30 March 2015
• Spending Power confidence remains at record high level of 154 in February 2015
• February saw the third consecutive month of negative growth in essential spending costs, with falling fuel prices seeing the greatest reductions
• Sentiment towards country’s financial situation maintains its four year high
The latest Lloyds Bank Spending Power Report shows the overall Index remaining at its all time high of 154 points as people surveyed continue to feel positively about their current and future situation. [Chart 1]
The survey highlights a net positive sentiment across a range of factors including people’s own financial situation (+21) and current levels of inflation (+30). Compared to the same time last year, these indicators have improved by 9 percentage points (pp) and 54pp respectively. Among people surveyed who are currently employed, net sentiment on their own job security is up by 9pp (+58) compared to February 2014 (+49).
February saw the third consecutive month of negative growth in essential spending (falling to -1.2% overall ), which was largely driven by lower costs in gas and electricity (-7.3%) and spend on food remaining flat.
Fuel price growth also fell to -9.7%, which reflects recent reports that average prices at the pumps bottomed out in early February. There is, however an expectation that fuel prices will rise again, which is likely to impact future sentiment.
The rise in positive opinion towards inflation continues among people surveyed, although its pace has slowed this month (+8pp in February compared to +29pp in January) as people adjust to lower fuel and power prices in particular. In February, the annual rate of CPI inflation was zero per cent, according to the ONS.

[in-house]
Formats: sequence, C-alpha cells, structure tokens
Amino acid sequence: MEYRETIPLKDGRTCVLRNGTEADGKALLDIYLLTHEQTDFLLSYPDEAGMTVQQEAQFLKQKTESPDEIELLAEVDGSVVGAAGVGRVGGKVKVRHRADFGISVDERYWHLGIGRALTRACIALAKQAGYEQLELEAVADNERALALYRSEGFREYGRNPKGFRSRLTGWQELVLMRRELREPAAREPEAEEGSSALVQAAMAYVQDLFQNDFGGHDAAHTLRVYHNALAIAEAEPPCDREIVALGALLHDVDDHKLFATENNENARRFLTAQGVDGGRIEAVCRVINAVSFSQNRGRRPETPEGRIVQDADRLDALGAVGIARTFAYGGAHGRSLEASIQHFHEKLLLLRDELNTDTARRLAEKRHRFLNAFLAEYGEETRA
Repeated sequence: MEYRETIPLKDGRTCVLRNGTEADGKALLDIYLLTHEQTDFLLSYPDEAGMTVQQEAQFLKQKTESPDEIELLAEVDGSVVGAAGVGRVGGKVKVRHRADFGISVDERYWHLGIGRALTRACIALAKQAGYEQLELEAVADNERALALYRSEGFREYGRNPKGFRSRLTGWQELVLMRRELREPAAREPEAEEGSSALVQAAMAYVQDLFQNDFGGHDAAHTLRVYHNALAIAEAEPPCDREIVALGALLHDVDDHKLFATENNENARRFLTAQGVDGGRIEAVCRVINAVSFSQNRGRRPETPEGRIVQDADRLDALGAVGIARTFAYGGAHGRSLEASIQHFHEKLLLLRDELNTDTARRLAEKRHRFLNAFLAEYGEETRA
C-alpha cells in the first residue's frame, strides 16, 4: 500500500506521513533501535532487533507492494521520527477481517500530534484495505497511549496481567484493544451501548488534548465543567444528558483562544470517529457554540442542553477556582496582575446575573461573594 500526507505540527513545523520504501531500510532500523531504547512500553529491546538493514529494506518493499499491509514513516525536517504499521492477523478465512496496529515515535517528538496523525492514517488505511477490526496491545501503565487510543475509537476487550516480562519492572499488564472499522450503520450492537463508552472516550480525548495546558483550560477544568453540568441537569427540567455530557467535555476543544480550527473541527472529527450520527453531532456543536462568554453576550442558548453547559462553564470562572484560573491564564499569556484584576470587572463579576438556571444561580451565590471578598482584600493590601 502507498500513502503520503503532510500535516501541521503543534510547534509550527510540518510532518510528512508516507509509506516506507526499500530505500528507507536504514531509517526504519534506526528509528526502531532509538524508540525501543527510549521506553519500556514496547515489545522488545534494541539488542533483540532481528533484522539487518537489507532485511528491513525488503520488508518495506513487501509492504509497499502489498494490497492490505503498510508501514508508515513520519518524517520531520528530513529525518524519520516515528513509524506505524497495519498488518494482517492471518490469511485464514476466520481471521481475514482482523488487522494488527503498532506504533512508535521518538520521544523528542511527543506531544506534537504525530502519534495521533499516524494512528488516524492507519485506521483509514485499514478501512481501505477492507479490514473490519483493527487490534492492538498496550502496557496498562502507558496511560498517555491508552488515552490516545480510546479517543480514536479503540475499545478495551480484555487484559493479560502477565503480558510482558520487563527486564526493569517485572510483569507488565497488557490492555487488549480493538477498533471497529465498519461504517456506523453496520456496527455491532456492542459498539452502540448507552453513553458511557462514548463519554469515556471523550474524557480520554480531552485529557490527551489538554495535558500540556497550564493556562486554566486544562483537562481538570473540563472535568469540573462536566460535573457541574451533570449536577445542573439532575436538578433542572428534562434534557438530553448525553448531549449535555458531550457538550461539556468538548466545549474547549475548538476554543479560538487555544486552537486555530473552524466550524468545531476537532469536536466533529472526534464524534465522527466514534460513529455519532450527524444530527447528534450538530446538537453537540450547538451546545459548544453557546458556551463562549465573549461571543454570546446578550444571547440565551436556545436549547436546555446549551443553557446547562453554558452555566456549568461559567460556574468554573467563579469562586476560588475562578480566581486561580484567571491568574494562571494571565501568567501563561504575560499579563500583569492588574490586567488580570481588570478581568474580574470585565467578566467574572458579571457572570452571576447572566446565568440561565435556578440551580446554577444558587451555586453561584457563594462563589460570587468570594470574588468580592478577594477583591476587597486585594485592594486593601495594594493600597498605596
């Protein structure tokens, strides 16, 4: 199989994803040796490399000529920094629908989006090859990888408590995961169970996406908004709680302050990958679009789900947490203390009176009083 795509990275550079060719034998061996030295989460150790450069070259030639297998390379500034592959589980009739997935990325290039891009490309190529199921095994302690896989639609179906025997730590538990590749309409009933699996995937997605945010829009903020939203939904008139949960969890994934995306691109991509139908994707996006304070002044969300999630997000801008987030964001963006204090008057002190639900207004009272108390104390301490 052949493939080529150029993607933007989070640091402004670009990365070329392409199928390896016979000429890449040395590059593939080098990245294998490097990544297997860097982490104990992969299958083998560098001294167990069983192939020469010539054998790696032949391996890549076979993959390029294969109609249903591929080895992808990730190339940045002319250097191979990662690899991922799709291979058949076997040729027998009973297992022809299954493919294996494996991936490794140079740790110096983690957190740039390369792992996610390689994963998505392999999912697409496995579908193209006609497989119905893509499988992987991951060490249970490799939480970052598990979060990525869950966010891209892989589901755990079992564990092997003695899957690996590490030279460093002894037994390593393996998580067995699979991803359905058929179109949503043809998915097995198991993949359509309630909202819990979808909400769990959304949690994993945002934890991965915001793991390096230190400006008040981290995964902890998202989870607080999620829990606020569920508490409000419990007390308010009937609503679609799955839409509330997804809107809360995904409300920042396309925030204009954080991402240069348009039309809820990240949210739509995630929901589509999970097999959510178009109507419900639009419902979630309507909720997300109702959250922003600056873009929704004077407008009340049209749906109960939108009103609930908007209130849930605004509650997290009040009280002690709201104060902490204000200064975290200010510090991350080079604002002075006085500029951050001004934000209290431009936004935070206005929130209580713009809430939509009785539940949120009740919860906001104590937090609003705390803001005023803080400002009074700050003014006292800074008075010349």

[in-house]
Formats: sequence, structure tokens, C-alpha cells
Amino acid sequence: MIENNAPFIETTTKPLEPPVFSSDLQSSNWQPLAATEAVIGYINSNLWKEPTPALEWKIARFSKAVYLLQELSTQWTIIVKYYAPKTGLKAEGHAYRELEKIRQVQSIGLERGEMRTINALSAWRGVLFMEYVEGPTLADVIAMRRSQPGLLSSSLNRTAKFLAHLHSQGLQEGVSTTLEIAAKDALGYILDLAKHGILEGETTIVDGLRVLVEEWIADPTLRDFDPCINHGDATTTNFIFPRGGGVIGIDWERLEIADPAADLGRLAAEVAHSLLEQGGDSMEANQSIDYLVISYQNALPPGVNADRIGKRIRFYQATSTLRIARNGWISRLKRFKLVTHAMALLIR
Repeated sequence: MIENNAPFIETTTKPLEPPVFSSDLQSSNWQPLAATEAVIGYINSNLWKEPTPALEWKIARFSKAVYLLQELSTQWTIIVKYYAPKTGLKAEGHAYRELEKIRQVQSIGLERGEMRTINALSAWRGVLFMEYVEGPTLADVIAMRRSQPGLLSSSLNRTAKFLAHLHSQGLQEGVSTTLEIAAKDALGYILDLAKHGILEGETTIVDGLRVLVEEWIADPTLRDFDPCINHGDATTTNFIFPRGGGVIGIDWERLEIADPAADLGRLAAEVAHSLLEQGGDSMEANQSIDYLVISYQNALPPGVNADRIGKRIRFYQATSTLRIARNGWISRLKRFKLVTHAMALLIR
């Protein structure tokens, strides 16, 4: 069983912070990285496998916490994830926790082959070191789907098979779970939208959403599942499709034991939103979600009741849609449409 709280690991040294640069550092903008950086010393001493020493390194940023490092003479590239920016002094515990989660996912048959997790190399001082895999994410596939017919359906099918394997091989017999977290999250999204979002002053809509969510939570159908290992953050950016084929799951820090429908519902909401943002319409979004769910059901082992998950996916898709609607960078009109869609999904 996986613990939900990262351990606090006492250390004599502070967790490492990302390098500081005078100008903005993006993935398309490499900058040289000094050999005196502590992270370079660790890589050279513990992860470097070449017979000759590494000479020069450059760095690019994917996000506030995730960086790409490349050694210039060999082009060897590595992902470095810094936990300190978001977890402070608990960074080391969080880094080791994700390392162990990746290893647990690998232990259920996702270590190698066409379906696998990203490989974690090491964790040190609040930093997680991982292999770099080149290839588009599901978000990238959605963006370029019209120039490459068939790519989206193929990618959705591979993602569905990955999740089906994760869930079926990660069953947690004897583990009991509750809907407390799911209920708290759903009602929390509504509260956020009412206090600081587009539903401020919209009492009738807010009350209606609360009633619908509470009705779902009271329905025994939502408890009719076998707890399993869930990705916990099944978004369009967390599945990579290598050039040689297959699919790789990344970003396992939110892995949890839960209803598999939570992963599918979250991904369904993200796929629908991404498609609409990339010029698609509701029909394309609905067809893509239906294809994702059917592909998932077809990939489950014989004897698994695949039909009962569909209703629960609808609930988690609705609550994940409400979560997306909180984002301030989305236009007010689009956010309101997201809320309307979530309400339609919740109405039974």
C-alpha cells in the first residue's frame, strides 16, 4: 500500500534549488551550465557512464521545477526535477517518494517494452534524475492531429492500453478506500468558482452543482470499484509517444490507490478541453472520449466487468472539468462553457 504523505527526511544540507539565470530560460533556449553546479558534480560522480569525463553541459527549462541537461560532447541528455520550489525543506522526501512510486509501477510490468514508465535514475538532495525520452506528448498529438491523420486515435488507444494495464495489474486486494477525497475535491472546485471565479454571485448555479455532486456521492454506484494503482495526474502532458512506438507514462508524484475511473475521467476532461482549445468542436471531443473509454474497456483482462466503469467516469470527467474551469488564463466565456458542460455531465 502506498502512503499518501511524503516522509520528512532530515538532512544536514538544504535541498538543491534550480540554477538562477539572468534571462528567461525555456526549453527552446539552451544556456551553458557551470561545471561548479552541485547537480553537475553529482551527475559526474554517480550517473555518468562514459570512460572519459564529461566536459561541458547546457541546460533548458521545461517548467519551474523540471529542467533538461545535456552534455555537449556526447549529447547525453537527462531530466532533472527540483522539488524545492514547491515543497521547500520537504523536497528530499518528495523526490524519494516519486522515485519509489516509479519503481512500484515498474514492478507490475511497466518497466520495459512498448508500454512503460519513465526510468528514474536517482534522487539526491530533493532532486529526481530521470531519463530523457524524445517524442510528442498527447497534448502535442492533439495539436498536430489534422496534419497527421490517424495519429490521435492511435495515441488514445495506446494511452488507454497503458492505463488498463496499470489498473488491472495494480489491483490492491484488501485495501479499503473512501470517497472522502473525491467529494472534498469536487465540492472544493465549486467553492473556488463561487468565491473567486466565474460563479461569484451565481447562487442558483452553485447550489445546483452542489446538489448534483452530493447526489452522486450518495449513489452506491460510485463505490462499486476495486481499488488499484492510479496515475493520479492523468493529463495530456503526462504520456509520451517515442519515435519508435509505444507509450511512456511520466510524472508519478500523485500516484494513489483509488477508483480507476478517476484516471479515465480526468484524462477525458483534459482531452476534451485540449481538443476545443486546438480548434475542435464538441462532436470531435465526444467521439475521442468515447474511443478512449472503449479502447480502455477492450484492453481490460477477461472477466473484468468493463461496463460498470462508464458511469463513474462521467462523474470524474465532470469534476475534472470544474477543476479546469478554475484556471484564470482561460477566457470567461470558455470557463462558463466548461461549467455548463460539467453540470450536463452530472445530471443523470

Over three quarters of people surveyed continue to have at least some disposable income. For those who have money leftover once bills and essentials have been paid, the majority (53%) of this money is likely to be spent; over a quarter (29%) is likely to be saved and the remainder (18%) would be used to pay off debt.
Claire Garrod, Head of Personal Current Accounts at Lloyds Bank, said: “While people are still conscious of the factors affecting their finances, households are now much more positive about their spending power. We have seen sentiment improve over the last 12 months with a proportion of non-essential spend now being used to pay down debt, compared to being saved or spent.”
Undertaken before the recent Budget, February’s Spending Power Report also highlights the positive shift in attitudes towards the country’s financial situation. Four years ago only 8% of those surveyed considered this to be good or very good. In February this figure had increased almost five-fold to 39%.
Although there have been some regional fluctuations, the picture of improved sentiment towards the country’s financial situation is reflected across the UK with the East of England and London the most positive.
Relative to income, there has been an improvement in sentiment amongst those surveyed who feel the worst off (those who do not have enough money to meet monthly outgoings), particularly on job security (+18pp since January).
Patrick Foley, Chief Economist at Lloyds Bank, said: “With the combination of a steadily improving jobs market and lower prices for essentials, feeding through to household budgets, a positive mood among consumers is being maintained. As a result, the UK’s economic prospects continue to look bright for 2015, even if political events are set to introduce a little more uncertainty.”
Looking ahead, attitudes towards the future situation also remain stable and have stayed relatively unchanged in the last year. Overall, people surveyed do not anticipate any change in their future habits towards spending, saving or paying off debt. Almost four in five people (78%) believe that they will have the same amount of disposable income or more in the next six months.